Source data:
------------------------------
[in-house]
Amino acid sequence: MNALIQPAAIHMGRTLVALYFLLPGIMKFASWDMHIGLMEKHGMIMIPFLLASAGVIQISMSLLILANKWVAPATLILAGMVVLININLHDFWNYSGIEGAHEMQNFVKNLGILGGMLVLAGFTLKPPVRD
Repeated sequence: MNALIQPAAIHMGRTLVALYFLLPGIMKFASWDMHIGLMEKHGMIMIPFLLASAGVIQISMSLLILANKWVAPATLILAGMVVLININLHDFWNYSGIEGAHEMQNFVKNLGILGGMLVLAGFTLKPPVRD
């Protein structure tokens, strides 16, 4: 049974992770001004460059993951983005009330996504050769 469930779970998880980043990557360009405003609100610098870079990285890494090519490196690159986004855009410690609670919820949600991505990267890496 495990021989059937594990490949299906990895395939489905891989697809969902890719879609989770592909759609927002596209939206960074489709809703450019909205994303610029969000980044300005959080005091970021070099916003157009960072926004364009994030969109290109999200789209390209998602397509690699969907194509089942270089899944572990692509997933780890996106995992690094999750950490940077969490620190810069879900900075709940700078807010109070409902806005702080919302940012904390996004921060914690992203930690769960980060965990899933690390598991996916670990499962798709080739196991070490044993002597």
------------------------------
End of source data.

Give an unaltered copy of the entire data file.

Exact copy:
[in-house]
Amino acid sequence: MNALIQPAAIHMGRTLVALYFLLPGIMKFASWDMHIGLMEKHGMIMIPFLLASAGVIQISMSLLILANKWVAPATLILAGMVVLININLHDFWNYSGIEGAHEMQNFVKNLGILGGMLVLAGFTLKPPVRD
Repeated sequence: MNALIQPAAIHMGRTLVALYFLLPGIMKFASWDMHIGLMEKHGMIMIPFLLASAGVIQISMSLLILANKWVAPATLILAGMVVLININLHDFWNYSGIEGAHEMQNFVKNLGILGGMLVLAGFTLKPPVRD
């Protein structure tokens, strides 16, 4: 049974992770001004460059993951983005009330996504050769 469930779970998880980043990557360009405003609100610098870079990285890494090519490196690159986004855009410690609670919820949600991505990267890496 495990021989059937594990490949299906990895395939489905891989697809969902890719879609989770592909759609927002596209939206960074489709809703450019909205994303610029969000980044300005959080005091970021070099916003157009960072926004364009994030969109290109999200789209390209998602397509690699969907194509089942270089899944572990692509997933780890996106995992690094999750950490940077969490620190810069879900900075709940700078807010109070409902806005702080919302940012904390996004921060914690992203930690769960980060965990899933690390598991996916670990499962798709080739196991070490044993002597």